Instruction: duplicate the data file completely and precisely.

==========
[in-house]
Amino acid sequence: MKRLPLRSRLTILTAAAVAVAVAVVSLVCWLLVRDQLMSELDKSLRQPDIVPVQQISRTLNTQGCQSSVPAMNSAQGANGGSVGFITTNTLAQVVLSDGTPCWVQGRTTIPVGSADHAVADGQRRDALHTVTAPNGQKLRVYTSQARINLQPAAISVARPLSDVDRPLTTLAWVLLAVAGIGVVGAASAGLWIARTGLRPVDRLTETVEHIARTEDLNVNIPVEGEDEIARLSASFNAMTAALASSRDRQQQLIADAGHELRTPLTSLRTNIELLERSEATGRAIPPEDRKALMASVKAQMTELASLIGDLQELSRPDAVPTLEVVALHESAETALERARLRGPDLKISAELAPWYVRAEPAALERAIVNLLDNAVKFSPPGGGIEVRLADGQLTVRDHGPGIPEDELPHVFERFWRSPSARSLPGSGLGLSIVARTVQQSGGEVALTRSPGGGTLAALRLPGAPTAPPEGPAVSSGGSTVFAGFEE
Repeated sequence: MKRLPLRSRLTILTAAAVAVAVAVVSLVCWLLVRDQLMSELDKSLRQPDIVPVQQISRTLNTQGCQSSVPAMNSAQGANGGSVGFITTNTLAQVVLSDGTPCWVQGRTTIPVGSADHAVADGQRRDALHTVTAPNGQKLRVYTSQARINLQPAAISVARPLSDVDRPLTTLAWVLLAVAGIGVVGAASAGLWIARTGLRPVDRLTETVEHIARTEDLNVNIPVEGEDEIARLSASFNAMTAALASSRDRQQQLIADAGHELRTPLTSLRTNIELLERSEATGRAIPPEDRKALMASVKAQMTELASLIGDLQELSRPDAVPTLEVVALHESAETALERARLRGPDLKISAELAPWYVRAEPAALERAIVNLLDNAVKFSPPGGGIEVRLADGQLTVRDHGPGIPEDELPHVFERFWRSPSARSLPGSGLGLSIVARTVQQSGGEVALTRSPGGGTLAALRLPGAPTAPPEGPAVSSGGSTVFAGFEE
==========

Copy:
[in-house]
Amino acid sequence: MKRLPLRSRLTILTAAAVAVAVAVVSLVCWLLVRDQLMSELDKSLRQPDIVPVQQISRTLNTQGCQSSVPAMNSAQGANGGSVGFITTNTLAQVVLSDGTPCWVQGRTTIPVGSADHAVADGQRRDALHTVTAPNGQKLRVYTSQARINLQPAAISVARPLSDVDRPLTTLAWVLLAVAGIGVVGAASAGLWIARTGLRPVDRLTETVEHIARTEDLNVNIPVEGEDEIARLSASFNAMTAALASSRDRQQQLIADAGHELRTPLTSLRTNIELLERSEATGRAIPPEDRKALMASVKAQMTELASLIGDLQELSRPDAVPTLEVVALHESAETALERARLRGPDLKISAELAPWYVRAEPAALERAIVNLLDNAVKFSPPGGGIEVRLADGQLTVRDHGPGIPEDELPHVFERFWRSPSARSLPGSGLGLSIVARTVQQSGGEVALTRSPGGGTLAALRLPGAPTAPPEGPAVSSGGSTVFAGFEE
Repeated sequence: MKRLPLRSRLTILTAAAVAVAVAVVSLVCWLLVRDQLMSELDKSLRQPDIVPVQQISRTLNTQGCQSSVPAMNSAQGANGGSVGFITTNTLAQVVLSDGTPCWVQGRTTIPVGSADHAVADGQRRDALHTVTAPNGQKLRVYTSQARINLQPAAISVARPLSDVDRPLTTLAWVLLAVAGIGVVGAASAGLWIARTGLRPVDRLTETVEHIARTEDLNVNIPVEGEDEIARLSASFNAMTAALASSRDRQQQLIADAGHELRTPLTSLRTNIELLERSEATGRAIPPEDRKALMASVKAQMTELASLIGDLQELSRPDAVPTLEVVALHESAETALERARLRGPDLKISAELAPWYVRAEPAALERAIVNLLDNAVKFSPPGGGIEVRLADGQLTVRDHGPGIPEDELPHVFERFWRSPSARSLPGSGLGLSIVARTVQQSGGEVALTRSPGGGTLAALRLPGAPTAPPEGPAVSSGGSTVFAGFEE